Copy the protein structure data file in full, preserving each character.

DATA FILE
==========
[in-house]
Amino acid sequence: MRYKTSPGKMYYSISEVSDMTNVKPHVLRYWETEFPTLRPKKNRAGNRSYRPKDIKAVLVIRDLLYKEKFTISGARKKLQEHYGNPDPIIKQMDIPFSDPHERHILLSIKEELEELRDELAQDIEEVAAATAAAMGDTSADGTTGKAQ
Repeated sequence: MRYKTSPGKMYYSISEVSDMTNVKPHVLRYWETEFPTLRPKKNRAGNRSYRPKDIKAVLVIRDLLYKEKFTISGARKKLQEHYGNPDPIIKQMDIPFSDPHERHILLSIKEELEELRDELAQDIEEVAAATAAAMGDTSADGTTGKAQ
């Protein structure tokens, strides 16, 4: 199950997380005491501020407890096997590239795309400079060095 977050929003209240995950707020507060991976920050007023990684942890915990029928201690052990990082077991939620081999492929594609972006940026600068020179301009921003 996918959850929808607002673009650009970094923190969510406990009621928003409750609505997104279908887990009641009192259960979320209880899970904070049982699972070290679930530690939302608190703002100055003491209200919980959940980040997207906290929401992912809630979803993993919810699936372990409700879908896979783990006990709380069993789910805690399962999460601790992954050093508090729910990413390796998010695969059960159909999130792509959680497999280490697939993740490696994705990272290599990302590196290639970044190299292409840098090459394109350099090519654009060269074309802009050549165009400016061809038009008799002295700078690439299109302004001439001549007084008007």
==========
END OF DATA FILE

[in-house]
Amino acid sequence: MRYKTSPGKMYYSISEVSDMTNVKPHVLRYWETEFPTLRPKKNRAGNRSYRPKDIKAVLVIRDLLYKEKFTISGARKKLQEHYGNPDPIIKQMDIPFSDPHERHILLSIKEELEELRDELAQDIEEVAAATAAAMGDTSADGTTGKAQ
Repeated sequence: MRYKTSPGKMYYSISEVSDMTNVKPHVLRYWETEFPTLRPKKNRAGNRSYRPKDIKAVLVIRDLLYKEKFTISGARKKLQEHYGNPDPIIKQMDIPFSDPHERHILLSIKEELEELRDELAQDIEEVAAATAAAMGDTSADGTTGKAQ
């Protein structure tokens, strides 16, 4: 199950997380005491501020407890096997590239795309400079060095 977050929003209240995950707020507060991976920050007023990684942890915990029928201690052990990082077991939620081999492929594609972006940026600068020179301009921003 996918959850929808607002673009650009970094923190969510406990009621928003409750609505997104279908887990009641009192259960979320209880899970904070049982699972070290679930530690939302608190703002100055003491209200919980959940980040997207906290929401992912809630979803993993919810699936372990409700879908896979783990006990709380069993789910805690399962999460601790992954050093508090729910990413390796998010695969059960159909999130792509959680497999280490697939993740490696994705990272290599990302590196290639970044190299292409840098090459394109350099090519654009060269074309802009050549165009400016061809038009008799002295700078690439299109302004001439001549007084008007």